Column: How On Earth Can You Say You Know Jesus?

By Drew Williams

In my first semester at university, I recall going out to dinner with a crowd of potential new friends. Our table was set close to the restaurant window and a young woman in our party blew upon the window and then in the misted impression where her breath met the cold glass, she wrote, “I love Jesus.” I remember my incredulity. I was not a Christian at the time. What on earth would possess her to do such a thing? What does it mean, “I love Jesus”? How can you possibly say that about someone who walked the earth some two thousand years ago?

There is a dazzling array of images of Jesus. You’ll find cartoons, paintings, sculptures, mosaics, stained glass windows, car stickers and even plastic ornaments. It is clear that Jesus exists in our cultural consciousness in many different guises. In some depictions Jesus is a smiling baby encircled by friendly barnyard animals. There is Jesus as a muscular superman. There are depictions of a serene Jesus, sitting quietly in a garden surrounded by flowers. This is in stark contrast to Byzantine art which presents Jesus as a man with drawn cheeks and a sour expression, pointing upward (perhaps to something unpleasant that he has spied upon the ceiling?). And then there is the “Robert Powell Jesus” from Franco Zeffirelli’s 1977 TV epic “Jesus of Nazareth.” As a kid, I vividly recall being camped around the TV on a Sunday night, eating sandwiches with my family and watching the actor’s portrayal of Jesus healing people while an orchestra played somewhere in the background. Far from being seen as a real person, Jesus exists in our modern cultural psyche as a stylized caricature. We have sanitized Him in saccharine jargon, wrapped Him in religious baggage, framed Him in funereal stained glass. Not surprisingly, for many, Jesus has altogether ceased to be a real person.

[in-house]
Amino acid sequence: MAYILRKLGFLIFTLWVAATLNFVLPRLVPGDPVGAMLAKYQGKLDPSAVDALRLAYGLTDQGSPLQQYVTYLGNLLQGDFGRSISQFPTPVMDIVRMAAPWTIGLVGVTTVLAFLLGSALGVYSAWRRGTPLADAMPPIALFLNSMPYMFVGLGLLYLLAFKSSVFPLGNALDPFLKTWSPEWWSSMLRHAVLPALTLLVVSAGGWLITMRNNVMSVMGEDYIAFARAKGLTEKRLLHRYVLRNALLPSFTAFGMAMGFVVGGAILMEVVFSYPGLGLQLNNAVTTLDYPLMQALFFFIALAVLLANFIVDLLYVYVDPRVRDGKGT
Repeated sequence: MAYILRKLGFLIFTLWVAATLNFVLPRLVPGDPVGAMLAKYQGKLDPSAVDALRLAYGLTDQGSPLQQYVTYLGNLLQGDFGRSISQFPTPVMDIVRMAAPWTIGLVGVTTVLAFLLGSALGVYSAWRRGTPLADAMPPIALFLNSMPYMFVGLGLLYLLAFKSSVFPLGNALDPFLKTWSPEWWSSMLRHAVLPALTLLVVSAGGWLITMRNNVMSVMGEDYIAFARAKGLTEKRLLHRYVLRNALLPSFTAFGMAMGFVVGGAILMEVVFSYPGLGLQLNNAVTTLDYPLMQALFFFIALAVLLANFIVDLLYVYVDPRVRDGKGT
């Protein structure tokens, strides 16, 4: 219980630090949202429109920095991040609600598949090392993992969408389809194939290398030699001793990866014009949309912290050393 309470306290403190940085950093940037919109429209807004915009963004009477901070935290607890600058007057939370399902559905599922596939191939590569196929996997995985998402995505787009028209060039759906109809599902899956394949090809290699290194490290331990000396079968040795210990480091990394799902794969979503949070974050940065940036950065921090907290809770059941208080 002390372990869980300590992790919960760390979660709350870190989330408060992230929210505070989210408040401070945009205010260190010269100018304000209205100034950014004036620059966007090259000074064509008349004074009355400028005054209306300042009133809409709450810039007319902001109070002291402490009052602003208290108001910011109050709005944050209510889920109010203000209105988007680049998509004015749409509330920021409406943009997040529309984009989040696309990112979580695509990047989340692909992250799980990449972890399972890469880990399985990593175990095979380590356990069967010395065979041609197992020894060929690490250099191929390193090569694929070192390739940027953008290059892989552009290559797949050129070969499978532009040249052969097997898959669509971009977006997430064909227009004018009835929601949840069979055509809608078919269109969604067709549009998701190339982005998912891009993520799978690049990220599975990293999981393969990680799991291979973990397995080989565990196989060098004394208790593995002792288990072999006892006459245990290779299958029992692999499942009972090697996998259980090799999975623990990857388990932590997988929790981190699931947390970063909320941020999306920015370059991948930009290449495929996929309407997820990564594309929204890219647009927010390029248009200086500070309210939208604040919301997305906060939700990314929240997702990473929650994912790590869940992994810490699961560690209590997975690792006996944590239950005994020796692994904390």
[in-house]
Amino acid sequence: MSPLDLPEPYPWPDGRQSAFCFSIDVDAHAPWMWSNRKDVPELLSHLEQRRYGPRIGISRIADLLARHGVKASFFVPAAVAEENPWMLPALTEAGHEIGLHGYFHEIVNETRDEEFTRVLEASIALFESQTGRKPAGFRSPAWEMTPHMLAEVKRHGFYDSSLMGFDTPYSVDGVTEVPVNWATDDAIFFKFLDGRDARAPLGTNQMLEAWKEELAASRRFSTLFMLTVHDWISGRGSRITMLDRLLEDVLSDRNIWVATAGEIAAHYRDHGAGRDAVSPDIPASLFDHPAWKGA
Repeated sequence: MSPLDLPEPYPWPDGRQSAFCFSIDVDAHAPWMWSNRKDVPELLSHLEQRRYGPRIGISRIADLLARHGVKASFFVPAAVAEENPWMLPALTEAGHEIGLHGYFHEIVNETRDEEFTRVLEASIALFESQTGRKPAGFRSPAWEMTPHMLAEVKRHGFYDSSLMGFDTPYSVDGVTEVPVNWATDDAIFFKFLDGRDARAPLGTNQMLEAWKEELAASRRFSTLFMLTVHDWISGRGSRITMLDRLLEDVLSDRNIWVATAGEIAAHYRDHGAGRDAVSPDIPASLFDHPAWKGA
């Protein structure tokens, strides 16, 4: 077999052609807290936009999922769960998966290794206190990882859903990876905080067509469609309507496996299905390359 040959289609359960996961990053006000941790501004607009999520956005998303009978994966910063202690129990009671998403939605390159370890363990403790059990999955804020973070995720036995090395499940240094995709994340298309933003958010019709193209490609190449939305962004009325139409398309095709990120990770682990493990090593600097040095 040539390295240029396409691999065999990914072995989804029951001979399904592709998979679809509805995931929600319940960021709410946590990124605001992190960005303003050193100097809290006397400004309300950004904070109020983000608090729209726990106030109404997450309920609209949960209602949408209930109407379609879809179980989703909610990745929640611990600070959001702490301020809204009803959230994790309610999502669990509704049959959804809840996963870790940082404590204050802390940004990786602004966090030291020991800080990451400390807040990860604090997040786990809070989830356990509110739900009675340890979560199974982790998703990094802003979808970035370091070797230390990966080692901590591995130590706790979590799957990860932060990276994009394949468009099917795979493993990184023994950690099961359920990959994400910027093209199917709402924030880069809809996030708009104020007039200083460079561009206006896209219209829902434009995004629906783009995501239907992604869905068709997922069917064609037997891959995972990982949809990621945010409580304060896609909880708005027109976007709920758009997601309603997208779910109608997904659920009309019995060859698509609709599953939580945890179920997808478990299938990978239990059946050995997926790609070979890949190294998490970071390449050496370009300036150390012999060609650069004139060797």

What is it to know Jesus? Is it possible that it begins with encounter? Maybe slowly at first, but little by little there is, if you like, a kind of mystical awareness — a sense that we are being pursued by God… because we are? C.S. Lewis certainly felt this way. He wrote, “You must picture me alone in that room in Magdalen [one of the colleges at Oxford], night after night, feeling, whenever my mind lifted even for a second from my work, the steady, unrelenting approach of Him whom I so earnestly desired not to meet. That which I greatly feared had at last come upon me. In the Trinity Term of 1929 I gave in, and admitted that God was God, and knelt and prayed: perhaps, that night, the most dejected and reluctant convert in all England.”